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Visualisation and Graphic Interaction (VIG)

Credits Dept.
7.5 (6.0 ECTS) CS


Person in charge:  (-)

General goals

This subject has two overall objectives:
-  For students to learn the architecture and the elements that back up interactive graphic systems, and the principles and algorithms behind them, and for students to be able to program interactive visualisations of three-dimensional scenes using APIs such as OpenGL.
-  For students to learn the design principles of graphic user interfaces (GUIs) and for them to be able to program them using specific software tools.

Specific goals


  1. Knowledge of the elements making up an interactive graphic system and the main models relating to it: camera model, geometric model, lighting model, and input-output devices.
  2. The basic principles of home-computer interaction and for the design of user graphic interfaces, the key tools for developing such interfaces and interaction tasks.
  3. The processes and algorithms for providing realistic basic visualisation of 3D objects: project visualisation process, z-buffer, empirical models for lighting and introducing 2D textures.
  4. The architecture and functional analysis of APIs implementing the visualisation project. The design of applications using APIs.
  5. Direct manipulation of objects. Interaction techniques. Selection mechanisms.


  1. Programming of graphic user interfaces using standard packages, following the specifications of a given application.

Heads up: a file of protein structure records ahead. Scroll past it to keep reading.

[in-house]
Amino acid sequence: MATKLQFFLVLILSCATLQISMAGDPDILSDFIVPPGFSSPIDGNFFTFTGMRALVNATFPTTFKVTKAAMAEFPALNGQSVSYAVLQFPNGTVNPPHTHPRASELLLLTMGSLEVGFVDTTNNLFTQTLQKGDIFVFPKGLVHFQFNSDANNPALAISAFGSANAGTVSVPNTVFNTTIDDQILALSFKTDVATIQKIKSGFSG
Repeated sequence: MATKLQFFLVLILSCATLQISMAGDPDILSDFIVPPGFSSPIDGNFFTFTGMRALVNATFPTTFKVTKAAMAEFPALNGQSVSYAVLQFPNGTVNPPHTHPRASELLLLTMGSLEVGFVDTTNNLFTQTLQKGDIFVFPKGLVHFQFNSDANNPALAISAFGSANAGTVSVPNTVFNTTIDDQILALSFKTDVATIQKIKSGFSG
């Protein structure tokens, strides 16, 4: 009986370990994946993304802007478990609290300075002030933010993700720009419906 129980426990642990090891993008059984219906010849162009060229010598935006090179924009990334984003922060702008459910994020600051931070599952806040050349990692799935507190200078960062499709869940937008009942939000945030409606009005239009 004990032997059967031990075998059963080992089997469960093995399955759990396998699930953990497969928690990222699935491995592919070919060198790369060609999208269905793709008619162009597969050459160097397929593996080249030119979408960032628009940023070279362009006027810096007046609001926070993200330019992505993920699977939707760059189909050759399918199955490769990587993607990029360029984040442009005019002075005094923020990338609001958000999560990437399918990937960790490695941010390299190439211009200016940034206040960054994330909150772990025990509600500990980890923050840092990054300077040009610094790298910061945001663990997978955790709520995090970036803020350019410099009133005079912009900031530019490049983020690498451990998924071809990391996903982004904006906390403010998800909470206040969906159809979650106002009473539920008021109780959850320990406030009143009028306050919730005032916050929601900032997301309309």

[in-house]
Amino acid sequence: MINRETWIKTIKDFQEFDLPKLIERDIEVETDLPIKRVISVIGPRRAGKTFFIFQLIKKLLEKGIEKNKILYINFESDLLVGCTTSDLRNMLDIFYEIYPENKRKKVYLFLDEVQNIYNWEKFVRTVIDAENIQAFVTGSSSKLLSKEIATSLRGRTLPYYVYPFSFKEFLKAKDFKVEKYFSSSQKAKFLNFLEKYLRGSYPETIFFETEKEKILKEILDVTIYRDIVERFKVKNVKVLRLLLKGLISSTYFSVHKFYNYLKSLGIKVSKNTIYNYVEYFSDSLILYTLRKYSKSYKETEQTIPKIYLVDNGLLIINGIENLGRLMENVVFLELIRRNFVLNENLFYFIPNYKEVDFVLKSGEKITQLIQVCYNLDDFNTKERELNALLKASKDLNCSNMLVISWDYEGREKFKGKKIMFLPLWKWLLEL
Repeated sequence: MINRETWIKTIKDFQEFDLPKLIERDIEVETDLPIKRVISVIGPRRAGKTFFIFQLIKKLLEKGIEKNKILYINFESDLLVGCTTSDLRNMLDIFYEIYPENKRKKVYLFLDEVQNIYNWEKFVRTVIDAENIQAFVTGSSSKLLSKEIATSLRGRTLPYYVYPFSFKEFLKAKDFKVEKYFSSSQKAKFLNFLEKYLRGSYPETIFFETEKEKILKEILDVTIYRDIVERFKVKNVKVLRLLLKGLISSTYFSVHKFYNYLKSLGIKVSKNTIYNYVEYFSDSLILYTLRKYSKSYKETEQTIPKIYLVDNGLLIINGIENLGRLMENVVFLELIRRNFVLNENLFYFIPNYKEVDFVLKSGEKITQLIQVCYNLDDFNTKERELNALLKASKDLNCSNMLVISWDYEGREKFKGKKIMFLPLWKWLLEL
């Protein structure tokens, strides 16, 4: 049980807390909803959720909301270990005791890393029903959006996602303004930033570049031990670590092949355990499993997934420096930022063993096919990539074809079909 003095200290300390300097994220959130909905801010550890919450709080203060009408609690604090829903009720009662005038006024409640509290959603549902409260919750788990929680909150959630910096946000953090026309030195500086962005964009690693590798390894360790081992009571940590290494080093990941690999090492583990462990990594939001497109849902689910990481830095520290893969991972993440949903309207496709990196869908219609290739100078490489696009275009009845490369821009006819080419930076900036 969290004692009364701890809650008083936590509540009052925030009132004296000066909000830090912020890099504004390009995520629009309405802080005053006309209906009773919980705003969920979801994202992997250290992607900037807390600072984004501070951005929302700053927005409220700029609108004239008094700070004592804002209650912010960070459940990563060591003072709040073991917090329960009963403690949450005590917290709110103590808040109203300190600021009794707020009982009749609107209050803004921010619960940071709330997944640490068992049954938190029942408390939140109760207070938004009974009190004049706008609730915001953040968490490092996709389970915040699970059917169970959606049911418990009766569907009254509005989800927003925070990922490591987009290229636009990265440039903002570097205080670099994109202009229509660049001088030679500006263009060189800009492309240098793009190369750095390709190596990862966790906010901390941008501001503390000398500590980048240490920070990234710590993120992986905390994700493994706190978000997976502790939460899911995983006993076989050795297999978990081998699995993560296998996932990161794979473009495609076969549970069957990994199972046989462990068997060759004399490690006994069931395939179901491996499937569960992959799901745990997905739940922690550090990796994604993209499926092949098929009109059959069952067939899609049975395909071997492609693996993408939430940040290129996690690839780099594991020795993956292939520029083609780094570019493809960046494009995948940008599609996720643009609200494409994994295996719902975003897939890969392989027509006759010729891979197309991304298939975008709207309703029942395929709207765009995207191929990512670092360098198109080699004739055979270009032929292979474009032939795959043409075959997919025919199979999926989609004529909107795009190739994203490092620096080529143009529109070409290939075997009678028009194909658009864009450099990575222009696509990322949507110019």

2. Ability to develop interactive 3D graphic visualisations based on triangle meshes and employing graphics libraries.


  1. Ability to work in a group developing interactive graphic applications.
  2. Ability to evaluate graphic interfaces in analyzing the features of a given graphic system, and to assess the features and performance of tools for designing interactive visualisations and graphic interfaces.
  3. Initiative: Resolution, knowing how to take decisions and how to act in order to solve a problem.
  4. Ability to design and carry out 3D visualisations and graphic interfaces, and to study their results.
  5. Ability to relate and structure information from various sources and thus integrate ideas and knowledge.
  6. Ability to work effectively in small groups to solve problems of middling difficulty.
  7. Intellectual curiosity and openness.
  8. Initiative: Resolution, knowing how to take decisions and how to act in order to solve a problem.
  9. Ability to adapt: Knowing how to deal with new situations arising from organisational and/or technological changes.
  10. Ability to draw up a well-structured technical document.


Estimated time (hours):

T P L Alt Ext. L Stu A. time